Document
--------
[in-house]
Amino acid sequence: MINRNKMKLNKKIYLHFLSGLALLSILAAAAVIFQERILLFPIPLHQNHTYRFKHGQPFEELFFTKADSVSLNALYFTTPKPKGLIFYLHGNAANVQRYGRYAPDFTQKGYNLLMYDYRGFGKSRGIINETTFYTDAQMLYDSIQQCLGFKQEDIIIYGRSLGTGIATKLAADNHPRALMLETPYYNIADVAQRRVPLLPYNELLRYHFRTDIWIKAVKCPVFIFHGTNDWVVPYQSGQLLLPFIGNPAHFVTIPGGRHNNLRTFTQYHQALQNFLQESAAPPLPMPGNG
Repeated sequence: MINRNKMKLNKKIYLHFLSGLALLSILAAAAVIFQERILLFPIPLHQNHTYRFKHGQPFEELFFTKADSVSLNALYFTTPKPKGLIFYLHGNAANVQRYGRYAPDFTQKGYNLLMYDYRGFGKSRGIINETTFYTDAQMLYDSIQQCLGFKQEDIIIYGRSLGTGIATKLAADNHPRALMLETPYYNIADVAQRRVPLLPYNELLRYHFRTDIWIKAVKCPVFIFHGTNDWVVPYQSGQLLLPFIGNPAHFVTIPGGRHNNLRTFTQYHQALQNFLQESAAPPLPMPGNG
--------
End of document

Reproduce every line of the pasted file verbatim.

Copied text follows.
[in-house]
Amino acid sequence: MINRNKMKLNKKIYLHFLSGLALLSILAAAAVIFQERILLFPIPLHQNHTYRFKHGQPFEELFFTKADSVSLNALYFTTPKPKGLIFYLHGNAANVQRYGRYAPDFTQKGYNLLMYDYRGFGKSRGIINETTFYTDAQMLYDSIQQCLGFKQEDIIIYGRSLGTGIATKLAADNHPRALMLETPYYNIADVAQRRVPLLPYNELLRYHFRTDIWIKAVKCPVFIFHGTNDWVVPYQSGQLLLPFIGNPAHFVTIPGGRHNNLRTFTQYHQALQNFLQESAAPPLPMPGNG
Repeated sequence: MINRNKMKLNKKIYLHFLSGLALLSILAAAAVIFQERILLFPIPLHQNHTYRFKHGQPFEELFFTKADSVSLNALYFTTPKPKGLIFYLHGNAANVQRYGRYAPDFTQKGYNLLMYDYRGFGKSRGIINETTFYTDAQMLYDSIQQCLGFKQEDIIIYGRSLGTGIATKLAADNHPRALMLETPYYNIADVAQRRVPLLPYNELLRYHFRTDIWIKAVKCPVFIFHGTNDWVVPYQSGQLLLPFIGNPAHFVTIPGGRHNNLRTFTQYHQALQNFLQESAAPPLPMPGNG